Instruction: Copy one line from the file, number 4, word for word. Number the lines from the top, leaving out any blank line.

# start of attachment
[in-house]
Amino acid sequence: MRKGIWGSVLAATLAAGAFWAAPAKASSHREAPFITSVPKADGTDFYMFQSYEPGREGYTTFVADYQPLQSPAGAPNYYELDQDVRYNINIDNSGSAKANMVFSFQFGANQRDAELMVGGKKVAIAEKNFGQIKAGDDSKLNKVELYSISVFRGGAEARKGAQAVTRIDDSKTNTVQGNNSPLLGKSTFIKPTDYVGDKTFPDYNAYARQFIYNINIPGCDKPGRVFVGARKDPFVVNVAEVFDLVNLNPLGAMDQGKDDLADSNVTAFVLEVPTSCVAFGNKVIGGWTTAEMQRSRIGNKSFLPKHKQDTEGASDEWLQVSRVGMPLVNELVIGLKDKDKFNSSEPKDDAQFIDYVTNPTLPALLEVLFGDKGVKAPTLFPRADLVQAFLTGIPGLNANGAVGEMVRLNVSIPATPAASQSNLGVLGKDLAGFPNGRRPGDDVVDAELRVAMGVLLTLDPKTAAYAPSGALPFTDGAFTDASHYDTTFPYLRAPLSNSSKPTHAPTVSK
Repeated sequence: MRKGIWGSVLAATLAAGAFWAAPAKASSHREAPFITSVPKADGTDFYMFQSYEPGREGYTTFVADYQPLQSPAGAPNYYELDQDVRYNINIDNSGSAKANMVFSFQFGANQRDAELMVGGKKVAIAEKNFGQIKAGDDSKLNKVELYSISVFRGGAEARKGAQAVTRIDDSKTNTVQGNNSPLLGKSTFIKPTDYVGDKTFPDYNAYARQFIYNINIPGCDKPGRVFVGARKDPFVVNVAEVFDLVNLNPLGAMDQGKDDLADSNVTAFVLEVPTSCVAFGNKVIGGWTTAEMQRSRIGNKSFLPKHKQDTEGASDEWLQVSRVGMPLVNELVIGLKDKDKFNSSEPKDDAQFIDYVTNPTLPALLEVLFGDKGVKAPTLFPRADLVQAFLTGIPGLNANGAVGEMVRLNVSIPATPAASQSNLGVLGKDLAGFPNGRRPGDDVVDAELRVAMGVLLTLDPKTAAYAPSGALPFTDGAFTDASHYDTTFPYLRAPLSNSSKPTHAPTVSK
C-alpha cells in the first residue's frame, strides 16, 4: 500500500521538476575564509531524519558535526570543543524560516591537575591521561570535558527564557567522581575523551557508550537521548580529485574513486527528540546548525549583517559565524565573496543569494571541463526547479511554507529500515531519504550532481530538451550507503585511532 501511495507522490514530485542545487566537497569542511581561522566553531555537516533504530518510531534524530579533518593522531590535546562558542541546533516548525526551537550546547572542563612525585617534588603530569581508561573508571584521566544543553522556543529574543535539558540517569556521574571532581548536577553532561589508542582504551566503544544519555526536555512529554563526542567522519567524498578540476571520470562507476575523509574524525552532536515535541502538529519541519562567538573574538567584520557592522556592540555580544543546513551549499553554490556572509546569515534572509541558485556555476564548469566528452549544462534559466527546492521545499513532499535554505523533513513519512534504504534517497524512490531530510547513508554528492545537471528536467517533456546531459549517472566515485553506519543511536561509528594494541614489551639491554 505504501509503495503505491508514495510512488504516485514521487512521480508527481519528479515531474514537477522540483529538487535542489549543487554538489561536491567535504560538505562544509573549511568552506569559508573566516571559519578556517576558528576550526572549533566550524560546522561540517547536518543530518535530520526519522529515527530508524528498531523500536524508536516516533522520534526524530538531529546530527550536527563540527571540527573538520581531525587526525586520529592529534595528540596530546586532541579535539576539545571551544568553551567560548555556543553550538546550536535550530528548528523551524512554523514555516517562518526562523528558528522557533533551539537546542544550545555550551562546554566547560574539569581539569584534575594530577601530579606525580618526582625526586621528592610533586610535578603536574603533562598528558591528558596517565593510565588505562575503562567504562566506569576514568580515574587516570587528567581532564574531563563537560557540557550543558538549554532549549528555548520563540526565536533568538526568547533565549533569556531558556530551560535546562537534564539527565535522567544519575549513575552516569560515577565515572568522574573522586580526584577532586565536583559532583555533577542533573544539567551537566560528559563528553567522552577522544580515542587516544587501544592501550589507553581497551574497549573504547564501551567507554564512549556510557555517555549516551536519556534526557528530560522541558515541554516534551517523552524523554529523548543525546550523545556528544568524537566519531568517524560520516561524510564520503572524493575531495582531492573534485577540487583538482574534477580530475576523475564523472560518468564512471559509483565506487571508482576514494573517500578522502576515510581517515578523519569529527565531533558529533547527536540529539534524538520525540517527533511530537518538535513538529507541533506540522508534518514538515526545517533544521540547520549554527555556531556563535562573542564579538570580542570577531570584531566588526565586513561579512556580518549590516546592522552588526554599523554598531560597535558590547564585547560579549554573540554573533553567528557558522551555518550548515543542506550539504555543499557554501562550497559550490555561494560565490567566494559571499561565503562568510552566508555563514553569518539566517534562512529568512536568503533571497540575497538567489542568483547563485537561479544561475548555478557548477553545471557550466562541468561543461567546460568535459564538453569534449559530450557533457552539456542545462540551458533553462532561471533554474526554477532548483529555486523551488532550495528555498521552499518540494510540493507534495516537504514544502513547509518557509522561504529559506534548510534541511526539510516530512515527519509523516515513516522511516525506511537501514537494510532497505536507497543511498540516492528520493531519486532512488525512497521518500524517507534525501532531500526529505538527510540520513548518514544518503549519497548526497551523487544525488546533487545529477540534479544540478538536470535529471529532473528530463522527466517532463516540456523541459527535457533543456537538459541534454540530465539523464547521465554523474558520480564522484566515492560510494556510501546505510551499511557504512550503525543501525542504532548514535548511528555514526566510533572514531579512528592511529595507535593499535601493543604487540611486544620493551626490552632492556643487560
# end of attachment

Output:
C-alpha cells in the first residue's frame, strides 16, 4: 500500500521538476575564509531524519558535526570543543524560516591537575591521561570535558527564557567522581575523551557508550537521548580529485574513486527528540546548525549583517559565524565573496543569494571541463526547479511554507529500515531519504550532481530538451550507503585511532 501511495507522490514530485542545487566537497569542511581561522566553531555537516533504530518510531534524530579533518593522531590535546562558542541546533516548525526551537550546547572542563612525585617534588603530569581508561573508571584521566544543553522556543529574543535539558540517569556521574571532581548536577553532561589508542582504551566503544544519555526536555512529554563526542567522519567524498578540476571520470562507476575523509574524525552532536515535541502538529519541519562567538573574538567584520557592522556592540555580544543546513551549499553554490556572509546569515534572509541558485556555476564548469566528452549544462534559466527546492521545499513532499535554505523533513513519512534504504534517497524512490531530510547513508554528492545537471528536467517533456546531459549517472566515485553506519543511536561509528594494541614489551639491554 505504501509503495503505491508514495510512488504516485514521487512521480508527481519528479515531474514537477522540483529538487535542489549543487554538489561536491567535504560538505562544509573549511568552506569559508573566516571559519578556517576558528576550526572549533566550524560546522561540517547536518543530518535530520526519522529515527530508524528498531523500536524508536516516533522520534526524530538531529546530527550536527563540527571540527573538520581531525587526525586520529592529534595528540596530546586532541579535539576539545571551544568553551567560548555556543553550538546550536535550530528548528523551524512554523514555516517562518526562523528558528522557533533551539537546542544550545555550551562546554566547560574539569581539569584534575594530577601530579606525580618526582625526586621528592610533586610535578603536574603533562598528558591528558596517565593510565588505562575503562567504562566506569576514568580515574587516570587528567581532564574531563563537560557540557550543558538549554532549549528555548520563540526565536533568538526568547533565549533569556531558556530551560535546562537534564539527565535522567544519575549513575552516569560515577565515572568522574573522586580526584577532586565536583559532583555533577542533573544539567551537566560528559563528553567522552577522544580515542587516544587501544592501550589507553581497551574497549573504547564501551567507554564512549556510557555517555549516551536519556534526557528530560522541558515541554516534551517523552524523554529523548543525546550523545556528544568524537566519531568517524560520516561524510564520503572524493575531495582531492573534485577540487583538482574534477580530475576523475564523472560518468564512471559509483565506487571508482576514494573517500578522502576515510581517515578523519569529527565531533558529533547527536540529539534524538520525540517527533511530537518538535513538529507541533506540522508534518514538515526545517533544521540547520549554527555556531556563535562573542564579538570580542570577531570584531566588526565586513561579512556580518549590516546592522552588526554599523554598531560597535558590547564585547560579549554573540554573533553567528557558522551555518550548515543542506550539504555543499557554501562550497559550490555561494560565490567566494559571499561565503562568510552566508555563514553569518539566517534562512529568512536568503533571497540575497538567489542568483547563485537561479544561475548555478557548477553545471557550466562541468561543461567546460568535459564538453569534449559530450557533457552539456542545462540551458533553462532561471533554474526554477532548483529555486523551488532550495528555498521552499518540494510540493507534495516537504514544502513547509518557509522561504529559506534548510534541511526539510516530512515527519509523516515513516522511516525506511537501514537494510532497505536507497543511498540516492528520493531519486532512488525512497521518500524517507534525501532531500526529505538527510540520513548518514544518503549519497548526497551523487544525488546533487545529477540534479544540478538536470535529471529532473528530463522527466517532463516540456523541459527535457533543456537538459541534454540530465539523464547521465554523474558520480564522484566515492560510494556510501546505510551499511557504512550503525543501525542504532548514535548511528555514526566510533572514531579512528592511529595507535593499535601493543604487540611486544620493551626490552632492556643487560